A Haitian Treasure: Moringa (Benzoliv)

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Common name: Moringa
Haitian name: Pye pwa mirak or Benzoliv
Scientific name: Moringa Oleifera

What is it good for? Nutrition Nutrition Nutrition! It is extremely high in protein, vitamin A and C, calcium, potassium, and iron. It also contains all essential amino acids.

Moringa is considered a miracle plant since every part of it has a specific use. It's kind of insane how beneficial this plant is- root, seed, flower, pods....all of it. It is used for medicine and nutrition, and to maintain livestock and purify water. It is currently being studied more closely for its use as biodiesel.
Some medicinal uses: treats GI problems, skin disorders, and inflammation, just to name a few.

What makes it a Haitian treasure? The moringa flowers are often used to treat colds and to improve circulation and immunity. It has amazing nutritional benefits that the Haitian people are definitely aware of. Haitians make tea and soup with moringa.
Other thoughts: Moringa was introduced to Haiti by numerous NGO's, who claimed to have an interest in the plant's ability to combat malnutrition, which is great. I think it's super important to take care of our individual and communal health. I have to say I am also interested in the socio-economic opportunities that Moringa can provide to Haiti, and I give props to the Haitian-led initiatives underway to plant Moringa. The moringa tree is a tough cookie. It can grow in a variety of climates and in the harshest of conditions, which is a plus for a deforested place like Haiti. People all over the world are fans of Moringa and I believe that Haiti can totally jump on the bandwagon and become a world-class producer of this amazing plant (as well as other plants), in due time and under the right circumstances.

Truthfully, I can't help but feel a rush of excitement when I think about the benefits of developing Haiti's agriculture and continuing my exploration of our traditional and natural healing systems, for the health of the people first and foremost, as well as other aspects like jobs, education, economic growth, etc. Maybe it's the idealist in me.

I am really interested in learning more about the specific traditional uses of Moringa in our Haitian culture. If you have anything to add, please leave a comment below. :)

Know your treasures and stay engaged,

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The "Haitian Treasures" series explores the magnificent benefits and uses of Haiti's natural resources, which I call "Haitian Treasures" because they are truly national gems.  Naïka in Balance is the premiere source for information on healing herbs used by Haitians. In this series, I explore the tie between Haiti's natural resources and natural, traditional, and holistic healing.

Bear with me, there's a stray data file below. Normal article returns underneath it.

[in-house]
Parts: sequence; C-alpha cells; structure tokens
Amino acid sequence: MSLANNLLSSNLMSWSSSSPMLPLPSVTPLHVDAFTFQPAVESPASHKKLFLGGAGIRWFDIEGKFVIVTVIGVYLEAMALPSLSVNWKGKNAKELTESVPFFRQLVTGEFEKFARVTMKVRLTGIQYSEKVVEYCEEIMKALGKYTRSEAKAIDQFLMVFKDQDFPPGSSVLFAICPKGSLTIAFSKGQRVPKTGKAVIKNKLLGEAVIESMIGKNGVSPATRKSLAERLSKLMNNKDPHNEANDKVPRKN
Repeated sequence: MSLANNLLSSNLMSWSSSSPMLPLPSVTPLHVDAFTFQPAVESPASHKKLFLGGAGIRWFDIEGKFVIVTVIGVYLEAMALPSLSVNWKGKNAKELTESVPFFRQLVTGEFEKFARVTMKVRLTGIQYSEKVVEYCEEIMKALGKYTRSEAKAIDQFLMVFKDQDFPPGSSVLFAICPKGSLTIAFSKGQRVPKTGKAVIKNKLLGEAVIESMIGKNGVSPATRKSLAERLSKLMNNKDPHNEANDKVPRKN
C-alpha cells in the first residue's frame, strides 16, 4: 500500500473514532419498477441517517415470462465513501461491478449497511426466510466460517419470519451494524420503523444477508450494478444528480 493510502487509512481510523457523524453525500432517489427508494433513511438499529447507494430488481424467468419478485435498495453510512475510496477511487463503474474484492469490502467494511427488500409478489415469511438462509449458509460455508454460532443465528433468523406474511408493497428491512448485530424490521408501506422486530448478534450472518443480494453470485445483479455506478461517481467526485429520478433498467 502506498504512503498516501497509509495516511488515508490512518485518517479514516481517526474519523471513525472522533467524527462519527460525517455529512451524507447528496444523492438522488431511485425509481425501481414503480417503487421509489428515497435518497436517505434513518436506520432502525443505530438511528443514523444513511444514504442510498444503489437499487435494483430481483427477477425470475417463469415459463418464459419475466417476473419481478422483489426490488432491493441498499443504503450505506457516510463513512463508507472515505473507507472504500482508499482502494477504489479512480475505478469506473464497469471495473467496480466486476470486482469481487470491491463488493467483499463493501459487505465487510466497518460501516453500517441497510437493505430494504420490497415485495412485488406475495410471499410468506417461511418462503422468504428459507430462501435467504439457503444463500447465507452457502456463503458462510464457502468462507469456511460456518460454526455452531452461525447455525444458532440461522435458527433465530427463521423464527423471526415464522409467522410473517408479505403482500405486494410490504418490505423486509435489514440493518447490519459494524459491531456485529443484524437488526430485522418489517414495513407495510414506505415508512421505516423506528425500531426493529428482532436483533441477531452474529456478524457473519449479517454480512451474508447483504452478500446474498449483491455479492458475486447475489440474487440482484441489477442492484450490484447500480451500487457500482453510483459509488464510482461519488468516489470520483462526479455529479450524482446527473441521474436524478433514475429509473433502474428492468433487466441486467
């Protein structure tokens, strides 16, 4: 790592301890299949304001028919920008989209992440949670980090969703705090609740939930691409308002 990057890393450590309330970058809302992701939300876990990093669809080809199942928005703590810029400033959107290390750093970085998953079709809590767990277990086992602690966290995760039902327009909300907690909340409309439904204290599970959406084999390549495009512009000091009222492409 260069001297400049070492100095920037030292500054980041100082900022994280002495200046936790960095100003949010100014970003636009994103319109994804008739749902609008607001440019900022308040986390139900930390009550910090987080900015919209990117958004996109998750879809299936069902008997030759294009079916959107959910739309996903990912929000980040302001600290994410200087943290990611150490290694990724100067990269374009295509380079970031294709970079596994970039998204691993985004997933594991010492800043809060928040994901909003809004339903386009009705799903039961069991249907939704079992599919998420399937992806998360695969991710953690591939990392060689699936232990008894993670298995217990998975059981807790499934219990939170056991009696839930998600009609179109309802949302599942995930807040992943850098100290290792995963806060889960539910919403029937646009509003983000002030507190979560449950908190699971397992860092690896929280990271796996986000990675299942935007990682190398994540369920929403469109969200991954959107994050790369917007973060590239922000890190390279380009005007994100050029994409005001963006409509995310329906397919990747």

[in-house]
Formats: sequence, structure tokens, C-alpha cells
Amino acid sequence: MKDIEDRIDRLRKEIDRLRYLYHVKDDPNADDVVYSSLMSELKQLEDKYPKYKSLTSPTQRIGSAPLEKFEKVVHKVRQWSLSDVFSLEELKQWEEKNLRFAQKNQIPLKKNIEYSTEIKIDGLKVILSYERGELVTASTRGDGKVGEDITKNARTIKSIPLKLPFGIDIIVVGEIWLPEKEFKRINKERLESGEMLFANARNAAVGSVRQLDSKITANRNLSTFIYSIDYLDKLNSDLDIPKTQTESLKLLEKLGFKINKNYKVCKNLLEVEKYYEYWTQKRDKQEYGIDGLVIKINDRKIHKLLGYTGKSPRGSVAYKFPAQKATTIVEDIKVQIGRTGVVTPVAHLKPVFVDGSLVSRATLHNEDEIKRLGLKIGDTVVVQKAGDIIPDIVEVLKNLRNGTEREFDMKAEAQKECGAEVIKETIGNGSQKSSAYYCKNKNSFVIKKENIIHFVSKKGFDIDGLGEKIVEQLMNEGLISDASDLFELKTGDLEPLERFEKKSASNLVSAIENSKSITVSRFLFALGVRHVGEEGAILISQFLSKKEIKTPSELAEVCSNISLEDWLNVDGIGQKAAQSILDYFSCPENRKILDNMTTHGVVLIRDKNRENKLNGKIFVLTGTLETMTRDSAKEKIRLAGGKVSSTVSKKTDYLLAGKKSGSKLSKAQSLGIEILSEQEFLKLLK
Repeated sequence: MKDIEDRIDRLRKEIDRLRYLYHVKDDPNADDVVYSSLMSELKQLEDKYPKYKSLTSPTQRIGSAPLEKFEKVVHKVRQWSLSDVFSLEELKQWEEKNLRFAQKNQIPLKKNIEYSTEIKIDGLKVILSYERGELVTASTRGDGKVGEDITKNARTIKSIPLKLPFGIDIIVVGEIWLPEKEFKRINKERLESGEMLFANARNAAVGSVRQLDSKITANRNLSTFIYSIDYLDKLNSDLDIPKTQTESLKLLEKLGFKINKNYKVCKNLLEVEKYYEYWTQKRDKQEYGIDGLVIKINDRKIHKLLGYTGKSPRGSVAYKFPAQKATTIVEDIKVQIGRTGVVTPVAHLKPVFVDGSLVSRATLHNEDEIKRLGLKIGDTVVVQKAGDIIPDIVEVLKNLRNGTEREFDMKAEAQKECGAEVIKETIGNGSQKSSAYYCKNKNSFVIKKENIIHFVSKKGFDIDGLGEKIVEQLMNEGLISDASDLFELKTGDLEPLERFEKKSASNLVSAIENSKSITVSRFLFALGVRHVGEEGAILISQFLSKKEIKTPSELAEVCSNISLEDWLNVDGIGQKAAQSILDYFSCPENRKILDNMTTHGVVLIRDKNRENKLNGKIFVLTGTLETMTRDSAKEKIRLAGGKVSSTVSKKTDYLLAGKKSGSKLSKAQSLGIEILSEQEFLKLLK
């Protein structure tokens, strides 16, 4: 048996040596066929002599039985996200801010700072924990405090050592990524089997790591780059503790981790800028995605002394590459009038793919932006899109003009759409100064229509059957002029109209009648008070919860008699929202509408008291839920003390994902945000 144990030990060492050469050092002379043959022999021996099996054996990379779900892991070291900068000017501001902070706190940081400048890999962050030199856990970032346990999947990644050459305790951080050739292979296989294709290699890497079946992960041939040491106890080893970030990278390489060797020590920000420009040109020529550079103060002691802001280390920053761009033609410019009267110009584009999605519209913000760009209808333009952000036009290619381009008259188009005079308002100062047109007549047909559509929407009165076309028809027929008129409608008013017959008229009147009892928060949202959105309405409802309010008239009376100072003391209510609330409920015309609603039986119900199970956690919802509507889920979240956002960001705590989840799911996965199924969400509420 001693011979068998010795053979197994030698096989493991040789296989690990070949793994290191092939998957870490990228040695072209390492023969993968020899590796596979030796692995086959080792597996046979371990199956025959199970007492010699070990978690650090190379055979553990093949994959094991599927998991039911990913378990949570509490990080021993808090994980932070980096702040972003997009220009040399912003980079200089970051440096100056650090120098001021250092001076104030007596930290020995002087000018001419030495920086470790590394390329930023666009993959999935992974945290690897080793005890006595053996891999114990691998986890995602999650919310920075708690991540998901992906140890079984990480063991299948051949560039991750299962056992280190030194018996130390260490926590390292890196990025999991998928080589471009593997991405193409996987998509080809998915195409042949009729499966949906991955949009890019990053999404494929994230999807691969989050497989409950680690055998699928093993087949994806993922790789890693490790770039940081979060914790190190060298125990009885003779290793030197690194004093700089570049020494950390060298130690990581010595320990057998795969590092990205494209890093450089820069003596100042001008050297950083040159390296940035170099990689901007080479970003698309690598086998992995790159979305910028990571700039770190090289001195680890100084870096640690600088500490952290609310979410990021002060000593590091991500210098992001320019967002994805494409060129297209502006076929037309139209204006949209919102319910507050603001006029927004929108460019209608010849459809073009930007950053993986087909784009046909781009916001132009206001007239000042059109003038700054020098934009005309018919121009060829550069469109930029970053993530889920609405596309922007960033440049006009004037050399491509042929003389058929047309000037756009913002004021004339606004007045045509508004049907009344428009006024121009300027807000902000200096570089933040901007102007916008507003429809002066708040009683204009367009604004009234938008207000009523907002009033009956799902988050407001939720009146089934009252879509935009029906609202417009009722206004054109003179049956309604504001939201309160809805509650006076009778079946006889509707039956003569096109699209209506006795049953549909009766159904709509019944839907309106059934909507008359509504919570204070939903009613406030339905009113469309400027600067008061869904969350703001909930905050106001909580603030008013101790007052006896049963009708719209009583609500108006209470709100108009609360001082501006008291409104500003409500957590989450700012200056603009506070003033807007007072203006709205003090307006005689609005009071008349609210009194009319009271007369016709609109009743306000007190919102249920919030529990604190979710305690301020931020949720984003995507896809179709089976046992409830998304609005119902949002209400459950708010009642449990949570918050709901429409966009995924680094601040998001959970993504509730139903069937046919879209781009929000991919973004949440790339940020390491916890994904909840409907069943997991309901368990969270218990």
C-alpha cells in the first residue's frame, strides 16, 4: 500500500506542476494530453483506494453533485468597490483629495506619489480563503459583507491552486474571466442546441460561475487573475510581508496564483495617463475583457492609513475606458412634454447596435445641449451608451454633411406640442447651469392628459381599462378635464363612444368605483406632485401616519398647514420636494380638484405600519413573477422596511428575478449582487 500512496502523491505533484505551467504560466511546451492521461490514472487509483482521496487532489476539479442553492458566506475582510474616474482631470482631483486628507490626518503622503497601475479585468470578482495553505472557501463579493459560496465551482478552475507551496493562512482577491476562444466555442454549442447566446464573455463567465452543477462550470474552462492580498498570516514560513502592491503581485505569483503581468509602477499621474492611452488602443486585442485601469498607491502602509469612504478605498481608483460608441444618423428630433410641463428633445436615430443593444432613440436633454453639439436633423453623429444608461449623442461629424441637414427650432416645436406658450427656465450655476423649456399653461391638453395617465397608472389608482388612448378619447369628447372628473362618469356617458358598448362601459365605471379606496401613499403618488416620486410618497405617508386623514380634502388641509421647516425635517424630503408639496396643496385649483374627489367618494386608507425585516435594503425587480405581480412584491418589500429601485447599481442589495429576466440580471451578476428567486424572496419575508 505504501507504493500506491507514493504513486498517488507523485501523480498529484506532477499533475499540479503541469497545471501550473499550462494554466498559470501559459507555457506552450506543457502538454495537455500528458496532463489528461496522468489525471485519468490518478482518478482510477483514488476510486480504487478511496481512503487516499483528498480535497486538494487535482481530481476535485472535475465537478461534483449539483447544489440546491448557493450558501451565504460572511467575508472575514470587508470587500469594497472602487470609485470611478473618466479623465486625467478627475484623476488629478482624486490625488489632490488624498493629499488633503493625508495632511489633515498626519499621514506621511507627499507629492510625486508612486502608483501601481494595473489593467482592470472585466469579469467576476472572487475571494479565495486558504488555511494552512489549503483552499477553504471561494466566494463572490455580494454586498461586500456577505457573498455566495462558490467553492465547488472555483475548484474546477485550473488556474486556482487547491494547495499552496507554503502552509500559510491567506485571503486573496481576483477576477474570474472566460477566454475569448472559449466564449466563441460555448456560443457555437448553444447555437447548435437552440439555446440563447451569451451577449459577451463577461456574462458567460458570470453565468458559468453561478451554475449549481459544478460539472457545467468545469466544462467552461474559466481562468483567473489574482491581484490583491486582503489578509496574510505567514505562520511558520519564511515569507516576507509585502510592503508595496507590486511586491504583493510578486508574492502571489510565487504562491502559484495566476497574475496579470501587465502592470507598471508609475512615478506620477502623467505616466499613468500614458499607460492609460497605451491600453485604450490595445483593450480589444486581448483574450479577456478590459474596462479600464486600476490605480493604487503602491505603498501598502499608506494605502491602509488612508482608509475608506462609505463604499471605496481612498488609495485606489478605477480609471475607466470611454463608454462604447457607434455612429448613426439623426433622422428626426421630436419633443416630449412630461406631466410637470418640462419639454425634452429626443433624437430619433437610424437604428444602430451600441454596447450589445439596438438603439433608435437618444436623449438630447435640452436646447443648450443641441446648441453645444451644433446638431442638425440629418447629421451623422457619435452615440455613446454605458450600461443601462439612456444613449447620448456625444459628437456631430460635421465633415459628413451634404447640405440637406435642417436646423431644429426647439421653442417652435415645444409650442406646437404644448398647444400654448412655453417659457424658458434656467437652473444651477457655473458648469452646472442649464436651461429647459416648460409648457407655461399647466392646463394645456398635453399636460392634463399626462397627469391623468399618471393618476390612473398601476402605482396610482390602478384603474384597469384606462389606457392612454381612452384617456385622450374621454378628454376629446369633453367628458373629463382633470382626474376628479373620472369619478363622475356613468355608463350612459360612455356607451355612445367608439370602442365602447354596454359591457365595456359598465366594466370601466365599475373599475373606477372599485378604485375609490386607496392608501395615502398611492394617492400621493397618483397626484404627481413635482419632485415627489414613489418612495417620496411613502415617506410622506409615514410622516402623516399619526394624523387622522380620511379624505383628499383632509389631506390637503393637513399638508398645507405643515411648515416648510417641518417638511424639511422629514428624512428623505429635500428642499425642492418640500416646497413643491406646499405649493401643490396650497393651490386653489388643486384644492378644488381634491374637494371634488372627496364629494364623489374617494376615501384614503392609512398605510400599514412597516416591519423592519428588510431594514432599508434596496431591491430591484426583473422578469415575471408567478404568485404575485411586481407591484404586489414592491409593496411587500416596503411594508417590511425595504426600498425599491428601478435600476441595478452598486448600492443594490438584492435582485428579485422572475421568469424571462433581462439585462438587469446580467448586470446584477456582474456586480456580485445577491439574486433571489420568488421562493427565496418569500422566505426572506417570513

Learn about other Haitian Treasures explored on this blog here!

The two most popular Haitian Treasures on this blog are:

Castor oil/l'huile palma christi
Wonder of the world plant/fey lougawou

Naika, the writer of this blog, has a doctorate in Naturopathic Medicine and a Masters of Science in Acupuncture as of June 2017. Please do not take the information presented on this blog, as medical advice, without consulting your certified health care practitioner. Knowledge is power and your health is your wealth!


  1. Salut! How sweet and informative your blog is. I have been reading since the very beginning and it’s been so amazing to see your blog and the information provided get better and better every post. The information also enhances my knowledge of my beloved Haiti more.
    Other specialties of this tree according to my mom are: oil with the seeds and the leaves are good for tea to help with cold (gripe). Good luck with MED school. Thanks for sharing

  2. Lots of people want to experience the health benefits of Moringa but they don’t have access to fresh leaves or seeds. It is good to know that the powder can also supply many of the nutrients that are found in the plant when it is fresh.

    Women who are pregnant should always speak to their doctor before using it. Some physicians do not think of it as a food that should be consumed too often during this stage. If a woman wants to know whether to use Malunggay during pregnancy she can get good advice from her gynecologist.

  3. Naika, I am so happy to find your blog, I am Haitian , a proud one. I leave in florida and is now excited to go back to my country and viv the Caribbean dream. Its there such thing, yes , its called quality of life, where almost everything is organic. I would like to have your personal email so we can communicate, there are so much we can do with our Haiti.....thanks